Whether monkeys bashing at typewriters will produce the complete works of Shakespeare over an infinite period of time is a theorem best left to statisticians and philosophers. But given laptops, and a topic like the London 2012 Summer Games in Shakespeare’s England, can those monkeys generate an avalanche of mindless tweets? That is the question. The answer: yes, they already have.
Twitter is a defining characteristic of these Olympics: an Internet playground where the random synaptic firings of anyone with a pulse—athletes, coaches, Tory MPs and other primates—are expressed in 140 characters or less and posted for the world to see. It’s inclusive and democratic in theory, and occasionally mob rule in practice.
The International Olympic Committee (IOC), which used to limit message carrying to high-paying rights holders, has embraced social media as never before. Anyone can sign on to its Olympic Athletes’ Hub where, again in theory, they converse and trade snapshots on equal terms with such Olympians as Canada’s kayak king Adam van Koeverden and his 22,518 Twitter followers, or American basketball great LeBron James, with 17,546,113. (Even the twitterverse is competitive.)
It’s well and good, if a bit dull at times. “Walking the streets of London,” chronicles James, everyone’s new best friend. Then there’s Canada’s Émilie Heymans, who managed on July 31 in one tweet to both congratulate U.S. bronze medal diver David Boudia and note that he (like her) is an “@TeamVisa” sponsored athlete. After Heymans won her own synchronized diving bronze, she was still awake and tweeting at 4:32 a.m., too much adrenalin being the culprit, she wrote in French. Considering she had another event, maybe it was time to shut things down, non?
The trouble is things can, and do, go spectacularly off the rails here at the Twit-lympics. Witness the verbal assault on 18-year-old British diver Tom Daley after he and his synchro partner finished fourth. One of his million-plus followers waged war, telling Daley, “you let your dad down, i hope you know that.” That he had dedicated his performance to his father, who died last year of cancer, made it all the more malicious. Stung, Daley shared the message with his followers: “After giving it my all . . . you get idiots sending me this.” Drunk with attention, and cloaked in an illusion of anonymity, @Rileyy_69 escalated his semi-literate attack to threat: “i’m going to find you and i’m going to drown you in the pool you cocky twat your a nobody people like you make me sick.” Early the next morning, Dorset police arrested a 17-year-old on suspicion of malicious communications.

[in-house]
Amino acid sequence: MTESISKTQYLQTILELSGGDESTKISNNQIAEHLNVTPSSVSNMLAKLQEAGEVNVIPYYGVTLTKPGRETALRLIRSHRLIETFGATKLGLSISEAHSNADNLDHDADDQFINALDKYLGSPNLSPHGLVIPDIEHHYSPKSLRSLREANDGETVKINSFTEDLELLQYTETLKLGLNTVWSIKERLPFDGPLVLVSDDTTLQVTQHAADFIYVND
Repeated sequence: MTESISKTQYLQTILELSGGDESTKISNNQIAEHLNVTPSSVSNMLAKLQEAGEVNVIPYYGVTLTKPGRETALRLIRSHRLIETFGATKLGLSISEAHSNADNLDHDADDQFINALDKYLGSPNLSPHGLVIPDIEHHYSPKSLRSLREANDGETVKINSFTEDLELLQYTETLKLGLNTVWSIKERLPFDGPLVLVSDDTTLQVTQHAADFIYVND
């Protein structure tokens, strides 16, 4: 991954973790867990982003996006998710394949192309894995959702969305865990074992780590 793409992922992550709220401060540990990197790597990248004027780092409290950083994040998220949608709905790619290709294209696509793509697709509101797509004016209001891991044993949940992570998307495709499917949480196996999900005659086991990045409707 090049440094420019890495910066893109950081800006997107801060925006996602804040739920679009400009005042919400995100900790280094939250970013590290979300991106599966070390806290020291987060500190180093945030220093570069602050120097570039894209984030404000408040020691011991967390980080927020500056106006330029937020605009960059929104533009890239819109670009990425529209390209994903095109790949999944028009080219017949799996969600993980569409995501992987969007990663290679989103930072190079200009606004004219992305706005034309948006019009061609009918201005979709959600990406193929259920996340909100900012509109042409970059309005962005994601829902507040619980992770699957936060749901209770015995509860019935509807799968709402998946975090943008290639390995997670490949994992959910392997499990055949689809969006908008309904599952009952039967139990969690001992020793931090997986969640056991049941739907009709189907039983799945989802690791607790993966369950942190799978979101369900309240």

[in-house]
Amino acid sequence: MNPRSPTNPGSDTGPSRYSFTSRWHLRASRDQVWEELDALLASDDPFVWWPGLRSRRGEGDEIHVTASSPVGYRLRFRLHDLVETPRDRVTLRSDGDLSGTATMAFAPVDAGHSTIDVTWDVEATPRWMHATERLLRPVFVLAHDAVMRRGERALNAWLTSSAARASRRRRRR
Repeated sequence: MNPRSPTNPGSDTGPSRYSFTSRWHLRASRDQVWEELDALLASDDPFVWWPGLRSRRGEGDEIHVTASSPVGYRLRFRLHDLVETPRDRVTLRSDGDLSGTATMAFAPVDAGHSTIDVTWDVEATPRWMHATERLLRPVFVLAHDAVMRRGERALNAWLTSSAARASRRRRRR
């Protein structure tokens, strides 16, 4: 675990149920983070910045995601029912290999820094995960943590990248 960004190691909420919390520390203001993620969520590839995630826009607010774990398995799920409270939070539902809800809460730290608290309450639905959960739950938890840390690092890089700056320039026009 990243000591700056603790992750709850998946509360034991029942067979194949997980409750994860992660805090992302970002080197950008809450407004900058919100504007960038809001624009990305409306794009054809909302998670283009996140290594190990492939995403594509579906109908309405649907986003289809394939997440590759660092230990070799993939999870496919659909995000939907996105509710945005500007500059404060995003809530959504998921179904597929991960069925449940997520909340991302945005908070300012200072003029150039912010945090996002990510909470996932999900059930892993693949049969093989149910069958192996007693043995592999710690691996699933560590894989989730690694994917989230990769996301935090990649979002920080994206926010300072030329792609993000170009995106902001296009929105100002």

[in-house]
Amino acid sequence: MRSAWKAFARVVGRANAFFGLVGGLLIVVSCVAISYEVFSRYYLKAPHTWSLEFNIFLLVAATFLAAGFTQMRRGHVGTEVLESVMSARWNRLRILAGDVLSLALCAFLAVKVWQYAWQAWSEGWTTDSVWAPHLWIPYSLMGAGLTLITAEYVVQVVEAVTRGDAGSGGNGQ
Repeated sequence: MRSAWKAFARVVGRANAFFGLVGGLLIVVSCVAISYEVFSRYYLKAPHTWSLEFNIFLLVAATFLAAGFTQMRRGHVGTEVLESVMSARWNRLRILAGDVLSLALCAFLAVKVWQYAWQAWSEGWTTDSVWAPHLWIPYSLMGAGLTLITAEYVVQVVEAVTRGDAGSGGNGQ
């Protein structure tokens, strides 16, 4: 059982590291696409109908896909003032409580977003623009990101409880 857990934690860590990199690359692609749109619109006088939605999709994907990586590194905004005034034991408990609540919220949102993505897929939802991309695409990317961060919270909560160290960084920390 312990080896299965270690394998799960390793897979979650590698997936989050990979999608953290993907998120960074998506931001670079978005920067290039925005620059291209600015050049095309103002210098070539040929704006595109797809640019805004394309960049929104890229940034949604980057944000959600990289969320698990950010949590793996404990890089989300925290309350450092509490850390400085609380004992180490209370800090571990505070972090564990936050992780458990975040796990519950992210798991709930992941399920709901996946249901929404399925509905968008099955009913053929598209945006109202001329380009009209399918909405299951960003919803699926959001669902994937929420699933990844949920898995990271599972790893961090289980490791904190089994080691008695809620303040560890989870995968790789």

Twitter turns athletes into public property, for better and often for worse. Scottish comedian Frankie Boyle laid into British swimmer Rebecca Adlington, saying he worried she’ll have “an unfair advantage in the swimming by possessing a dolphin’s face.” Swiss Olympic soccer player Michel Morganella lashed out after losing to the South Koreans, calling them a “bunch of mongoloids.” The Swiss expelled Morganella, but the damage was done. Same story with Greek triple jumper Voula Papachristou. She was punted from her team for tweets endorsing a far-right party and mocking African immigrants.
Some of the Twits should know better. The Twitter account for Guy Adams, a journalist for London’s Independent, was suspended after he posted an NBC network executive’s email address. An enraged Adams wondered if his suspension is tied to Twitter’s commercial relationship with NBC. Well, duh!
Equally naive are a group of U.S. Olympians waging war against the IOC’s Rule 40. It forbids athletes from referencing their sponsors shortly before, and during, the Olympic Games—unless, like Heymans with Visa, their benefactors are among the IOC’s 11 premium sponsors. Price of admission: about $100 million each. “#Rule40 can kiss my temporarily tattooed butt,” tweeted U.S. middle-distance runner Nick Symmonds. There are 100 million reasons that won’t happen.
Coaches are of two minds about this virtual town as well. “I personally find it a bit of a distraction,” says Peter Cookson, high-performance director for Rowing Canada. Several rowers, he says, have sworn off social media for the duration. Canadian rowing coach Terry Paul sees its benefits. “The guys like to get back to the hotel, wheels up, and just chill out on their beds and look through Facebook. It draws them back to all their experiences leading to this point: all their coaches, their friends they row with at school, they’re wishing them well.”
Most of the Twitter traffic is indeed that: sweet, supportive missives. Monkey business arises when tweeters think their impressions are provocative, clever or unique. Too often, like British Tory MP Aiden Burley, who stepped in it by calling the opening ceremonies “lefty multicultural crap,” they are none of the above. They come off as a cry for attention, 140 characters at a time. Narcissism on the instalment plan.